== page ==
We’re often appalled by how sly and dishonest many politicians are, but we shouldn’t be. In moods like this we need to remember and read the works of Niccolo Machiavelli. A late 15th century political advisor and political theorist who argued that we shouldn’t think that politicians are imoral and simply bad for lying and dissembling and maneuvering. A good politician, in Machiavelli’s remarkable view, isn’t one who’s friendly and honest and kind. It’s someone, however occasionally dark and underhand they might be, who knows how to defend, enrich and bring honor to the state, which is also an extremely important goal. Being nice may well be a virtue in general, but what citizens most need from their rulers is effectiveness, which may well call upon some darker arts. Once we understand this basic requirement, we stand to be less disappointed and clearer about what we want from our politicians. Niccolo Machiavelli was born in Florence in 1469. His father was a lawyer And so Machiavelli received an extensive formal education and got his first job as secretary for the city of florence But, soon after his appointment Florence exploded politically And expelled the Medici family who’d ruled it for 60 years And suffered decades of political instability and turmoil As a consequence, Machiavelli experienced a series of carrier reversals. Over just a few decades, he went from being an important diplomat to a semi-successful general, to an enemy of the state – tortured and then exiled when he Medici returned to power. Although Machiavelli was rather a failed politician, he can be remembered as a truly great man because of the two works – THE PRINCE, and THE DISCOURSES. In them he addressed a central problem of politics: it is almost impossible to be both a good politician and a good person in a traditional christian sense. Machiavelli proposed that the overwhelming responsibility of a good prince is to defend the state from external and internal threats. To stable governance. This means, he must know how to fight but more importantly he must know about the reputation and the management of those around him. People should neither think he is soft and easy to disobey. Nor should they find him so cruel that he disgust his society. He should seem unapproachably strict ,but reasonable. When Machiavelli turned to the question of whether is was better for a Prince to be loved or feared? He wrote that while it ‘ll be theoretically wonderful for a leader to be both loved and obeyed. a Prince should always err on the side of inspiring terror. For this is ultimately what keeps people in check. Machiavelli christian contemporaries had suggested that princes should be merciful, peaceful, generous, and tolerant. They thought that being a good politician was. in short, the same as being a good christian. But Machiavelli argued differently. He asked his readers to dwell on the incompatibility between Christian ethics and good governance And particularly referred to the case of Girolamo Savonorola. Savonorola was a dominican friar , a fervent idealistic christian, who’d briefly come to be the ruler of Florence in 1494. He’d come to power promising the city of God on earth.He preached against the excesses and tyranny of Medici government. and even managed to rule Florence as a peaceful, democratic, and relatively honest state. However, Savonorola success couldn’t last because,in Machiavelli’s view, itwas based on the weakness that always attends being good in a christian sense. it was not long before his regime became threat to the corrupt Pope Alexander. whose henchman captured and tortured Savonarola. Hung him in the center of Florence and burnt the body before the eyes of a vengeful citizenry. This, in Machiavelli eyes, is what tends to happen to the nice guys in politics. Rather than follow this unfortunate christian example, Machiavelli suggested that a leader would do well to make judicious use of what the called virtu (VIRTUE). Machiavelli concept of virtu for politicians involves wisdom, strategy, strength, bravery, and when necessary, ruthlessness. In fact at one point Machiavelli uses the deliciously paradoxical phrase ‘ Criminal Virtue’ to describe the necessary ability of leaders to be cruel in the name of the state , and yet, still good as leaders. Machiavelli provided some criteria for what constitutes the right occasion for bit of criminal virtue. Any violence must be strictly necessary for the security of the state. ; it must be done swiftly, often at night – counsel Machiavelli, and it should be repeated too often lest the reputation for mindless brutality builds up. Machiavelli gave the example of his contemporary, Cesare Borgia, Whom he admired as someone who knew how to be tough, but not too tough that we might question the criteria Machiavelli used. when Cesare conquered the city of Cesena, he ordered one of his mercenary, ramirida okow, to bring order to the region which ramiro did through swift and brutal ways – Men were beheaded in front of their wives and children; property was ceased; traitors were castrated. Cesare then turned onto okow himself and had him sliced in half and placed in public square. just to remind the town’s people who the true boss was. but then, as Machiavelli approvingly noted, that was enough blood shed. Cesare moved on to cut taxes,imported cheap grain, build a theater, and organized a series of beautiful festival to keep people from dwelling on unfortunate memories. The catholic church banned Machiavelli work for 200 years because of the force with which he had argued that being a good christian was was incompatible with being a good leader. but even for atheist and those of us not politicians, Machiavelli’s insights are important he writes that we can’t be good at (or for) all things Not only because of our limited ability and resources but also because of conflicts within moral codes. some of the fields we choose; if not politics then perhaps business or, family life may require what we evasively called ‘difficult decisions’. By which we really mean ‘ethical trade-offs’. we may have to sacrifice neo-christian visions of kindness for the sake of practical effectiveness. We may have to lie in order to keep or relationship afloat. We may have to ignore the feeling of certain employees to keep a business going. And that, insists Machiavelli, is the price of dealing with the world as it is, and not as we feel it should be. The world has continued to love and hate Machiavelli in equal measure for insisting on focusing our attention on the uncomfortable tension between two things we love and always want to have together but perhaps can’t – effectiveness and kindness. And Niceness.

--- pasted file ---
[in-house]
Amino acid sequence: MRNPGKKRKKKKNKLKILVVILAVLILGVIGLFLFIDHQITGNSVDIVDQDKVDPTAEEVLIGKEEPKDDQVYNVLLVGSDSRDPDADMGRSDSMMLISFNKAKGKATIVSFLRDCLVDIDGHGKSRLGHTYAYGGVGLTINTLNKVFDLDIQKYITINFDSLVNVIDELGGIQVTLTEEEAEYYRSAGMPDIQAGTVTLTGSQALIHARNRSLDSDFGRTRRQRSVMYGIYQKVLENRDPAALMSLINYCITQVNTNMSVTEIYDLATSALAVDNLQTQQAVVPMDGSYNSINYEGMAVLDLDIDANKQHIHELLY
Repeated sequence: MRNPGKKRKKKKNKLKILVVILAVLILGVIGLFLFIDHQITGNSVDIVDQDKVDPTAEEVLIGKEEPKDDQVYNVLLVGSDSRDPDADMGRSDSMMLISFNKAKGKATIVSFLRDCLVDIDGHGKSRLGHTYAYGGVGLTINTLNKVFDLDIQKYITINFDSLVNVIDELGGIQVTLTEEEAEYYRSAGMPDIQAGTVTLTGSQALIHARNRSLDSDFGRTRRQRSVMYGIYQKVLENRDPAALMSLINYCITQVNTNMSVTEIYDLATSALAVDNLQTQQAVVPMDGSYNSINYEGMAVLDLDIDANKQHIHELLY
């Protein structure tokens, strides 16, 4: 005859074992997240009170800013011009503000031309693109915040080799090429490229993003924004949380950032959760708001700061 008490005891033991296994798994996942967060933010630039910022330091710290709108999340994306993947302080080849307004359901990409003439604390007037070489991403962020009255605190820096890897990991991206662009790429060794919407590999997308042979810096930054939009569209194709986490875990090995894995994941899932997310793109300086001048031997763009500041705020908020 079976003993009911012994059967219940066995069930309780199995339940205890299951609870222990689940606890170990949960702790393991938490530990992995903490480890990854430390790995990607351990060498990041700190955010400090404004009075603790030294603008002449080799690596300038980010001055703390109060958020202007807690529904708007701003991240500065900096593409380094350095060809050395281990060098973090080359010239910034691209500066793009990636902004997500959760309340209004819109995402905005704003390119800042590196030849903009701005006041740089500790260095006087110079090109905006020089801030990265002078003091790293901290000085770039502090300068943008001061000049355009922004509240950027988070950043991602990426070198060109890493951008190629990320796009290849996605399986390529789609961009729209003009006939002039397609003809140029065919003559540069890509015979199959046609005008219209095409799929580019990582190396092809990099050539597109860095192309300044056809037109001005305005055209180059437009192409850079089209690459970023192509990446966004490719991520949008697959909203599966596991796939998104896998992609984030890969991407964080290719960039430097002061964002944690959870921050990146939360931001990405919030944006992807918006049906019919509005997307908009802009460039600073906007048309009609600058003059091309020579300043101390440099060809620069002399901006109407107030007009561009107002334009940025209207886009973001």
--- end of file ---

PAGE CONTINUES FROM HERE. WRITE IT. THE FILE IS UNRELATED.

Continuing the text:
100 Replies to “POLITICAL THEORY – Niccolò Machiavelli”